S: I was very impressed by the way SyndicateRoom and the team set about the proposal of how to do it – I thought it was a very sophisticated approach – and saw that they had had a lot of success with deals that weren’t films, but people launching their ideas. If you’ve invented something and it’s your pride and joy, your baby – a film is exactly like that – it’s very personal to you and you want to put it in the hands of people you really trust and who are as enthusiastic about it as you are. I think SyndicateRoom’s enthusiasm for the whole thing got me excited as much as anything!
G: Some investment funds have been in the news recently for using films and music finance for the purpose of tax avoidance schemes. As a result, some private investors are confusing film finance with tax avoidance schemes run by large investment funds. Would you like to comment on this?
S: Yeah, it’s a shame that film finance is hitting the news for all the wrong reasons, particularly because tax avoidance schemes don’t really have anything to do with the movies themselves, but with the investment funds. Salty is just like any other company that is raising money on SyndicateRoom – it’s a single-entity company with the sole purpose of producing this one movie. It’s a project I’m passionate about, and as a movie investment opportunity, nothing has ever been done before at this scale. The potential returns come from profits, and any investor that expects a return from any sort of tax avoidance scheme will be very disappointed. This has nothing to do with film partnerships or any of those other schemes dreamt up by creative accountants to avoid tax! With Salty, investors that want to be part of history by joining this journey and changing the landscape of how movies are produced will be in for a great ride, with a potential profit at the end.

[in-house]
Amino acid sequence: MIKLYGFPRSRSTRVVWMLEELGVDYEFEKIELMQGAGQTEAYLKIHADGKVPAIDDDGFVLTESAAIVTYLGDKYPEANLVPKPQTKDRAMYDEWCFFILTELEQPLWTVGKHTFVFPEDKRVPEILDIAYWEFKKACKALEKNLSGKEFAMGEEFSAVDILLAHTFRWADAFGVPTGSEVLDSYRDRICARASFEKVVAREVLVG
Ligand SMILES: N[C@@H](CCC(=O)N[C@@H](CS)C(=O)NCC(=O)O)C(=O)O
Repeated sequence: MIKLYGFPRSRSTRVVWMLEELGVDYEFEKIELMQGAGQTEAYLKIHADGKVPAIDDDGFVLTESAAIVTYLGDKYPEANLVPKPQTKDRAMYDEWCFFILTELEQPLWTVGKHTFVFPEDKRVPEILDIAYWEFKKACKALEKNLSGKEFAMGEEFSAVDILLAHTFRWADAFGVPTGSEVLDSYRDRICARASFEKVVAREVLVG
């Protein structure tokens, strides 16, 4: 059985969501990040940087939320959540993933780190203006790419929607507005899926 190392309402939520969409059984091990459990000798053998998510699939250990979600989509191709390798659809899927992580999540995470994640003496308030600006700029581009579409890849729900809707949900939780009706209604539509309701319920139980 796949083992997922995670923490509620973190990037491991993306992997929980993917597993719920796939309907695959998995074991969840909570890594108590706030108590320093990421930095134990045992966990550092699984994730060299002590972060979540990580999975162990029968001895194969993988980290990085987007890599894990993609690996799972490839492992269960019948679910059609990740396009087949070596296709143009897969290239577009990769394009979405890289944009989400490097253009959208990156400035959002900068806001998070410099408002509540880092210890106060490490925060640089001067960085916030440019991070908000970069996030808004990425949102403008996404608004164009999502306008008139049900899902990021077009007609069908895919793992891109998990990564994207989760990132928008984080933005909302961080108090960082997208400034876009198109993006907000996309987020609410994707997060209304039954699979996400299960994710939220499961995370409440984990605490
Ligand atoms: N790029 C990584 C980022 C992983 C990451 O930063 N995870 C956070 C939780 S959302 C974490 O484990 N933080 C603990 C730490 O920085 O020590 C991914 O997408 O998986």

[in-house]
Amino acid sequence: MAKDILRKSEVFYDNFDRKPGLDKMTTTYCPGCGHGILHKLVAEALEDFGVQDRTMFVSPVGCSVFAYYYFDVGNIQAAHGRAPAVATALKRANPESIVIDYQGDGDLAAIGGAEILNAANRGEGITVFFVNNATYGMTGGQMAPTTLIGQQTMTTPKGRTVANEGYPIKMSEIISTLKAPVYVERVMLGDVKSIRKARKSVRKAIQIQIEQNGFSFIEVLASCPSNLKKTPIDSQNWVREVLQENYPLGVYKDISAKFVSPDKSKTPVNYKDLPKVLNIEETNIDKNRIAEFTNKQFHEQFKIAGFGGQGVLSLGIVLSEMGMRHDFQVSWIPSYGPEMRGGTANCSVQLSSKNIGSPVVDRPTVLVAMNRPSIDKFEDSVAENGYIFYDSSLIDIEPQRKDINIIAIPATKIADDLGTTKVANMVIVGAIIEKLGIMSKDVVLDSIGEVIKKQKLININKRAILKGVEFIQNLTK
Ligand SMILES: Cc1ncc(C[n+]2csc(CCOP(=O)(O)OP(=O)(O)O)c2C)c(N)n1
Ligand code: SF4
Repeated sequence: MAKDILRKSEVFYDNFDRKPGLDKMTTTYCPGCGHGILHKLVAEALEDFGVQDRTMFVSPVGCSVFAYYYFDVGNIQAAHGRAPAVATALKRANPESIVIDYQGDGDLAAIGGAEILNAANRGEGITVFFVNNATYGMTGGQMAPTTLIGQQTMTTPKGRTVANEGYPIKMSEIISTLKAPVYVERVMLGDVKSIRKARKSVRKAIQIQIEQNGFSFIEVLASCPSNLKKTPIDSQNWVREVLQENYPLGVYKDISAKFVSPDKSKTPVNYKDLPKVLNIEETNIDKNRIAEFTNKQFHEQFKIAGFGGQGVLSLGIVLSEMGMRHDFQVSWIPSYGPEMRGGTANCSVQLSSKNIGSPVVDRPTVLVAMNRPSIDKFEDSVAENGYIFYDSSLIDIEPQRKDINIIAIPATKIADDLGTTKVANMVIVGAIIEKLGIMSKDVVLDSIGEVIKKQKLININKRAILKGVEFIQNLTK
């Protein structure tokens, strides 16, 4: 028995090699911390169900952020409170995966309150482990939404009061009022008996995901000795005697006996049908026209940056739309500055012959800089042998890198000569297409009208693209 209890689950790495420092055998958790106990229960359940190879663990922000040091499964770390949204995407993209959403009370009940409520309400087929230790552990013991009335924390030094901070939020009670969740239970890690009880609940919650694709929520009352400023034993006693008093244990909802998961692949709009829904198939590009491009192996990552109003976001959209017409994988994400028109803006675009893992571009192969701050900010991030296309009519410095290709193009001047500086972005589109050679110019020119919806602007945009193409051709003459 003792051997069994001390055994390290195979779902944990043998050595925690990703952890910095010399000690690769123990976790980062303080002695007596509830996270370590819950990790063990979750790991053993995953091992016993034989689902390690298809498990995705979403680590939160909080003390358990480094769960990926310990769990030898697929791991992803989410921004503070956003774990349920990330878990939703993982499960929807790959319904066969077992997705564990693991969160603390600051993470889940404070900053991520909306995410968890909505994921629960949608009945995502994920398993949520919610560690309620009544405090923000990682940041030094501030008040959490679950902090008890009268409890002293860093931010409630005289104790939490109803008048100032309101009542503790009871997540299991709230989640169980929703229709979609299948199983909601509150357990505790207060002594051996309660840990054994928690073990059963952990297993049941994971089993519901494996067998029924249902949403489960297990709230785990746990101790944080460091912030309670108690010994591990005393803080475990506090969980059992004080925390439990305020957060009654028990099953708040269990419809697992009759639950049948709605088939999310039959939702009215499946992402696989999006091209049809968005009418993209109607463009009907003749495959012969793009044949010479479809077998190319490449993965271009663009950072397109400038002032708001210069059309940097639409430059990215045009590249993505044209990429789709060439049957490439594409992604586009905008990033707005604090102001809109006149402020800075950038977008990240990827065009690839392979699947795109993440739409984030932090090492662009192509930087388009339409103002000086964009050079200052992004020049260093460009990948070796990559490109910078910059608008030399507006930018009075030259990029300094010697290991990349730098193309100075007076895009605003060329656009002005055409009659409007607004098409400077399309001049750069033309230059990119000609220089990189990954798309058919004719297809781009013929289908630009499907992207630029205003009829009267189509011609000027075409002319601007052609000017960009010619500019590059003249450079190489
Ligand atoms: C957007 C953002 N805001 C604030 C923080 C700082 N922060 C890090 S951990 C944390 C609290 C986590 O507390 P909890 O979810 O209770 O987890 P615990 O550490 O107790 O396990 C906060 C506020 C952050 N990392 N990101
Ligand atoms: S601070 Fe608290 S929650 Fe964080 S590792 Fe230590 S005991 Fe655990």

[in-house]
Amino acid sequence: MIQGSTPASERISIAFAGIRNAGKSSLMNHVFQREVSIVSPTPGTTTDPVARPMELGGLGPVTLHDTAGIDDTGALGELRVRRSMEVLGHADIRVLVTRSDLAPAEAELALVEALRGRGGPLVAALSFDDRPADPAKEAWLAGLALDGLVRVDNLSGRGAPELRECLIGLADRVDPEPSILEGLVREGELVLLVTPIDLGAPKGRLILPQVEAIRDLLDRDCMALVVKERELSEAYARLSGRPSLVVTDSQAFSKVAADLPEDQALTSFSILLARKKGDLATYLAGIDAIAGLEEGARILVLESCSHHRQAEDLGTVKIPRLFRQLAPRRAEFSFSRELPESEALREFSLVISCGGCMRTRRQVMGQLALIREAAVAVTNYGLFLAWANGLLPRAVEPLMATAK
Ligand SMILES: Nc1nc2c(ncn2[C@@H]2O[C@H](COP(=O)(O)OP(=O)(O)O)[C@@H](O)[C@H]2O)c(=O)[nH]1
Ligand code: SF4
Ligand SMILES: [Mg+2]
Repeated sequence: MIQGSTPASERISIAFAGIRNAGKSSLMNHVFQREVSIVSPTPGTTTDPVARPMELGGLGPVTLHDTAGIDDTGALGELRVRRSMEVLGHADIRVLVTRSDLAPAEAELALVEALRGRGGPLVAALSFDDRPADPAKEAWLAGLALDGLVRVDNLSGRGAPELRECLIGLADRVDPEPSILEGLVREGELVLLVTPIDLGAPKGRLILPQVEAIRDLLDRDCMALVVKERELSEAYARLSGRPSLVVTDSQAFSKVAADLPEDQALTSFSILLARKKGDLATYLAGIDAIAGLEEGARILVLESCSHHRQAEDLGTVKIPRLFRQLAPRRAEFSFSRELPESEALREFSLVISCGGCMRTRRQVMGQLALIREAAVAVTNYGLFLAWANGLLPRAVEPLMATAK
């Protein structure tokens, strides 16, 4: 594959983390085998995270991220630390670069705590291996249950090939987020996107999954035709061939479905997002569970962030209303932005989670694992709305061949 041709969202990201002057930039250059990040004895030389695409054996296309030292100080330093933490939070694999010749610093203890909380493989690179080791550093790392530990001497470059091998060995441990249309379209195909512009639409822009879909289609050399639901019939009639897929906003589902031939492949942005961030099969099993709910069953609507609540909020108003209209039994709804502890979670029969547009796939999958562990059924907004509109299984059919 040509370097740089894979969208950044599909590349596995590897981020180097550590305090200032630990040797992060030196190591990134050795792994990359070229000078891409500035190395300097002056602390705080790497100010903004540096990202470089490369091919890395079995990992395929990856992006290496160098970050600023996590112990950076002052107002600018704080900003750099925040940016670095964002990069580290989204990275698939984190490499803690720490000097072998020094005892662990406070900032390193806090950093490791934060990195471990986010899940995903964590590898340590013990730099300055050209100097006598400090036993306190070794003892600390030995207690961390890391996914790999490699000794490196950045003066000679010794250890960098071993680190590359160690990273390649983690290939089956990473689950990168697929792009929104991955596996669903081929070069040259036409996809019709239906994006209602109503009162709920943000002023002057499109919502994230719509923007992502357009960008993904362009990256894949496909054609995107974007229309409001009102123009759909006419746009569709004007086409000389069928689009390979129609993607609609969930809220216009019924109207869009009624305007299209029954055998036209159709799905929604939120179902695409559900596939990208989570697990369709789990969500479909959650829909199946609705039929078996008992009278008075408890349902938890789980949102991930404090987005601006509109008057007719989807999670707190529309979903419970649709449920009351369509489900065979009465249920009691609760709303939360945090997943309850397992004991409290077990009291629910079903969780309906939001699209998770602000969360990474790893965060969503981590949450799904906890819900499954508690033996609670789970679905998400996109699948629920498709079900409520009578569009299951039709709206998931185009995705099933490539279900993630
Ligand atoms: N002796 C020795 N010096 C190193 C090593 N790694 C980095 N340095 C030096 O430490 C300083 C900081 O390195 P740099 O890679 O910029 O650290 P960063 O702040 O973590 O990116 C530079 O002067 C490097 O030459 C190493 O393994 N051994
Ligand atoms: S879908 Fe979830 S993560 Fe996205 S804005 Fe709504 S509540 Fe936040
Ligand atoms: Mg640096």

G: And have you ever invested in a movie yourself?
S: I’ve invested in young people’s movies who are starting out to give them a hand, but not in big films. There hasn’t really been an opportunity like this, where private individuals can invest in a film: normally it’s studios or organisations or financial institutions, and those sorts of partnerships I haven’t believed in because they seem to be set up purely for financial reasons and have nothing to do with the film.
G: Could you ever see Hollywood moving to the UK in ten years’ time, or is the weather over here too cold and wet for movie stars?
S: Yeah I definitely could! Because I think it’s such a film-friendly environment over here, both financially and creatively – amazing technicians, amazing actors, and a lot of government support for film in the UK, so I think Hollywood is very much on its way here!